3. Asset Protection Planning
Without comprehensive asset protection planning in place, what will happen?
-Your property is not shielded from your creditors
-Your property will be passed on to your beneficiaries outright
-Your property is not shielded from your beneficiaries’ creditors, future spouse, and bankruptcy
-Your business insurance will cover the damages but the insurance company will come after your becuase you are at fault
We provide some legal tools and resources to assist you in taking advantage of laws to make certain assets exempt from creditors. For example, homestead statuses in the State of Texas and retirement account exclusions.
4. Buseinss Entity Formation
If you have a business idea, you should consider to incorporate an entity. Do you want your home, personal bank account, and retirement savings on the line for a business liability? If the answer is no, then you do not want to be a sole proprietor.
What Type of Entity Is Best For Your Business?
Many factors come into play when deciding what type of entity is right for your business: the extent of protection from personal liability that you are seeking, the desired tax treatment of your business profits and take-home income, management structure, whether you anticipate adding future equity partners, capitalization, and more.
State laws determine how particular entities should be set up and conduct their business. These laws are very specific and set out the legal responsibility of each business form.
In addition, depending on your county and locale, other taxing authorities and regulatory agencies may also have regulations with which your business must comply.
We Turn Over Every Stone
We ask you the questions you may not even know to ask so that you do not worry that you are missing something.
And then we discuss your options with you in a way that allows you to know you are making informed decisions about the common questions that come up with proper business planning:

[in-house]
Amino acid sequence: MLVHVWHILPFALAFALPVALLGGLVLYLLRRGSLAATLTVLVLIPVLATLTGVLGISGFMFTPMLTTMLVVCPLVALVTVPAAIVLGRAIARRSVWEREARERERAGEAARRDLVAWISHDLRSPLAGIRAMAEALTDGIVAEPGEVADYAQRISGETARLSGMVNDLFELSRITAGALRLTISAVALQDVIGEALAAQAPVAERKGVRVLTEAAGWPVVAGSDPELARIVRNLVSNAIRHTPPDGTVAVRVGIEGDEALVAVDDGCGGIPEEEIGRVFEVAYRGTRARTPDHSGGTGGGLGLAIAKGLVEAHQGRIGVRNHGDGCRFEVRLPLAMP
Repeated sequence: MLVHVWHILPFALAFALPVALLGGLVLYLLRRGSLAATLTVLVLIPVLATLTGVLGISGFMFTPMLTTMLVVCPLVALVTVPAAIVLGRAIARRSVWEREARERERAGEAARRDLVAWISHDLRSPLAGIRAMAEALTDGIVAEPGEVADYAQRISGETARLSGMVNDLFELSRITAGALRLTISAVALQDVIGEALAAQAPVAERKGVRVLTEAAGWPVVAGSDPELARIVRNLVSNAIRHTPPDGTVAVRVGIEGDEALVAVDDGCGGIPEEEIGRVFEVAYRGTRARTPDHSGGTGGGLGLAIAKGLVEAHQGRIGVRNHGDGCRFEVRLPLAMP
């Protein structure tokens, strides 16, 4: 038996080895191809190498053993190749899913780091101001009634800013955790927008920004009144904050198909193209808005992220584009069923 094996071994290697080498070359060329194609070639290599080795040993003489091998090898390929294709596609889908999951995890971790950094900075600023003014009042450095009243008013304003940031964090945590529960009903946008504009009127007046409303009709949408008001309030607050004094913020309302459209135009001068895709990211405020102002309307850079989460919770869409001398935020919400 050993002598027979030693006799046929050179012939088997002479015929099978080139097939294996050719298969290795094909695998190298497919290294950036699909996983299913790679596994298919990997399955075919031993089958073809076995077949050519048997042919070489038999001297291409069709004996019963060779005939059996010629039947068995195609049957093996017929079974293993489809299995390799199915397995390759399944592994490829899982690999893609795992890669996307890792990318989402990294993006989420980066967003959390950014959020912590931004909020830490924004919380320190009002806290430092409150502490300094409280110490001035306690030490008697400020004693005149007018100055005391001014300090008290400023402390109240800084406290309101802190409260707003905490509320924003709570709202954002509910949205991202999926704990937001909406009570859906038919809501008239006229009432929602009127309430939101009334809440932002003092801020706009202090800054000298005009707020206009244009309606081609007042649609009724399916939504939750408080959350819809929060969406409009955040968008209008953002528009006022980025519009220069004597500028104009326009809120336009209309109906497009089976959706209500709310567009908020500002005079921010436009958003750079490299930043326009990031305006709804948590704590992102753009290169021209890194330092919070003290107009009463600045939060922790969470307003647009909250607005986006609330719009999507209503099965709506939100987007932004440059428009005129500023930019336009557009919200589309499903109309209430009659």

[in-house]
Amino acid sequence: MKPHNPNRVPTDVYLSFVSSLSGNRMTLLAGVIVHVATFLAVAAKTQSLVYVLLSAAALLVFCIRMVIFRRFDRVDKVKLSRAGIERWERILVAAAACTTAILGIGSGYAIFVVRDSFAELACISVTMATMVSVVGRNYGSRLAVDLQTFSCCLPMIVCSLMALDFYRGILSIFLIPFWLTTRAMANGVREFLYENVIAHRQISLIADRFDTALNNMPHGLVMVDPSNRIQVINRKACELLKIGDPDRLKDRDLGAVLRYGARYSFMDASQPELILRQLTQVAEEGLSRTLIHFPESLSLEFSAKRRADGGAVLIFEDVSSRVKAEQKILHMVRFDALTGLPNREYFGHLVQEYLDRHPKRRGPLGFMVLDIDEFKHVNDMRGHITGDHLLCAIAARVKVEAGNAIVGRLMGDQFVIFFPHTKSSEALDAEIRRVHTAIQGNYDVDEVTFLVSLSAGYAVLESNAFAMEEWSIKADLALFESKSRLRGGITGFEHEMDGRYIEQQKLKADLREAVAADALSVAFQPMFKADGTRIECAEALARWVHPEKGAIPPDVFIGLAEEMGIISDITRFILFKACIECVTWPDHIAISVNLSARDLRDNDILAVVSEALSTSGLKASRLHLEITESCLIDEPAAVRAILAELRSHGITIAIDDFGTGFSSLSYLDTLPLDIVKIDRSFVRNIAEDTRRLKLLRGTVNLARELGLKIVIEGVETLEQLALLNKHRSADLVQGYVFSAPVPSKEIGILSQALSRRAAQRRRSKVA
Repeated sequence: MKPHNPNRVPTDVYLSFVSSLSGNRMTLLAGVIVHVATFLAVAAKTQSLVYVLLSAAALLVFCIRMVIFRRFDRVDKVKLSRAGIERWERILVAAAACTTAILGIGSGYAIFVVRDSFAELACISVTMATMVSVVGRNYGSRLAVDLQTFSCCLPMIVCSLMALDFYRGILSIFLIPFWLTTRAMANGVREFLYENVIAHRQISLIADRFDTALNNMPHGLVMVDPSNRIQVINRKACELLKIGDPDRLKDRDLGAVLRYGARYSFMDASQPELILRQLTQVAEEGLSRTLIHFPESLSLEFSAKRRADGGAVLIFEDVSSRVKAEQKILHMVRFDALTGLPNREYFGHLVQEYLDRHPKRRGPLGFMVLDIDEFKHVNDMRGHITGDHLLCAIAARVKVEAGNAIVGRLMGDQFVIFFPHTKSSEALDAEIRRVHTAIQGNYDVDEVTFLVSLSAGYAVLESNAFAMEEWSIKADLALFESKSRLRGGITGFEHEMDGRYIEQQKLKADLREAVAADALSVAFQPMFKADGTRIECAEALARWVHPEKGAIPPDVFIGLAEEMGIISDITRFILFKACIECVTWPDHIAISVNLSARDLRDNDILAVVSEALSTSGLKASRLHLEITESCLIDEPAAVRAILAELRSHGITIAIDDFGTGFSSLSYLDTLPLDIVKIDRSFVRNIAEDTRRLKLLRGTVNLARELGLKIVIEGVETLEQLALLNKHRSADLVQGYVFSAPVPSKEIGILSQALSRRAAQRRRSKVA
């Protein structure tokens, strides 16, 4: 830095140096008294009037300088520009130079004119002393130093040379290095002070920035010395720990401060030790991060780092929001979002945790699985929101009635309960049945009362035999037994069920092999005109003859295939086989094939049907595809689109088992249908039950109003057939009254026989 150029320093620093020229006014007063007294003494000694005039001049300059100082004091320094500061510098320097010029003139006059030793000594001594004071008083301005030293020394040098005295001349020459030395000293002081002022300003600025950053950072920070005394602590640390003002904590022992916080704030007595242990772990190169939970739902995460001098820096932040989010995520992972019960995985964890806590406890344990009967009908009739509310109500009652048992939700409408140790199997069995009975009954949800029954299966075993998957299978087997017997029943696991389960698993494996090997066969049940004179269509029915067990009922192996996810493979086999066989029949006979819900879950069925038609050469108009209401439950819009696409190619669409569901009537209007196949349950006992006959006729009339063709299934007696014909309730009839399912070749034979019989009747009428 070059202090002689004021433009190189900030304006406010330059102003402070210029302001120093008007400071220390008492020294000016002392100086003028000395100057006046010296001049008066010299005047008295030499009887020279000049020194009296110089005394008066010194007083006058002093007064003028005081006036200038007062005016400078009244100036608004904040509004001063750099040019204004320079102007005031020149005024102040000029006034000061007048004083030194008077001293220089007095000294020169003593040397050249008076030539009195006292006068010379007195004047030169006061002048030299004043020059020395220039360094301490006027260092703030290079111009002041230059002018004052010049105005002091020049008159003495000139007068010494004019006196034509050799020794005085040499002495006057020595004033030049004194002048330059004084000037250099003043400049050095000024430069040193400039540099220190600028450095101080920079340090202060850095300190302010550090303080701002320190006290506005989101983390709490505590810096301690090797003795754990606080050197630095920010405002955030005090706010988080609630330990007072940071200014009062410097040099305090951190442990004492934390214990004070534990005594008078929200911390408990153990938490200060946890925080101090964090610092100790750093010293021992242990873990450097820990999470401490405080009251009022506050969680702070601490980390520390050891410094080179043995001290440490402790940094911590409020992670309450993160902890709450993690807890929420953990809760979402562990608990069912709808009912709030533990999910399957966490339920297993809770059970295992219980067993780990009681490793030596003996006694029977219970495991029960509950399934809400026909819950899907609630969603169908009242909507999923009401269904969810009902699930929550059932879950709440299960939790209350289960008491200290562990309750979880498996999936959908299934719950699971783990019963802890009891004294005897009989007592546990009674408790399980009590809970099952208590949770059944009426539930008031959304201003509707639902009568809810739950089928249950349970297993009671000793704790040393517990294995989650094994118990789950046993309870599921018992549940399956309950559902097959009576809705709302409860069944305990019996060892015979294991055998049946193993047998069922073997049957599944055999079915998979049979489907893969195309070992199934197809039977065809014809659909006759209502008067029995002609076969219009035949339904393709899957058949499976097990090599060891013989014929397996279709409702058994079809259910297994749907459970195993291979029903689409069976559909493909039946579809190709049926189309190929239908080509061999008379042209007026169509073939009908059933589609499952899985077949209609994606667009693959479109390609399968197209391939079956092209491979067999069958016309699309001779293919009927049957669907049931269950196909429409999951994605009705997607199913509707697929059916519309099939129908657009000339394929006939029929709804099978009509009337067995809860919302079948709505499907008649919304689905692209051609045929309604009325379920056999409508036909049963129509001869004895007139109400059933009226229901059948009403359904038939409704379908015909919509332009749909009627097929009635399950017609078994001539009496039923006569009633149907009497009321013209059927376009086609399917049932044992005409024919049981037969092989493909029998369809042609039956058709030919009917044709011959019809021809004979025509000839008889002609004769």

Where to form your entity
What type of entity to form
How to set up your bank accounts
What type of insurance you should have and how much you need
Which agreements you need immediately and which can wait
How to protect your intellectual property now and whether to own it in a separate entity from your operating assets
How to work with your CPA for maximum tax savings, and more
A Simple Comparison between Sole proprietorship v. General partnership v. Corporation v. Limited Liability Company v. Limited Partnership v. Limited Liability Partnership in the Secretary of State
5. Series LLC Establishment
6. Business Succession
Statistics Don't Lie
According to a recent national survey, 25% of family business shareholders who are entering their senior years have NOT completed any estate or succession planning other than writing a will. But succession planning for a business owner involves much more than just deciding how your assets will be split up after you pass away.
At the most basic level, a succession plan is a documented road map for partners, heirs and successors to follow in the event of your death, disability or retirement.
Your succession plan can include a valuation of your business, a program for distribution of business stock and other assets, debt retirement schedules, life insurance policies, buy-sell agreements between partners and heirs, division of responsibilities among successors, and any other elements that affect your business assets.
Where Do You Start?
In the succession planning process, you must first clearly establish your goals and objectives, along with your company’s current human and financial resources, think about who can inherit your shares/interets of your entity, consider if there is someone capable of running your business when you step down, consider if there are key employees who must be retained, and what’s your financial goals? You also need to communicate your vision with your family, business partners and key employees.
We will guide you to develop a business succession plan that ensures your business continues to grow for many generages, and make sure your family will be beneficial from the business you invested after you step dowm.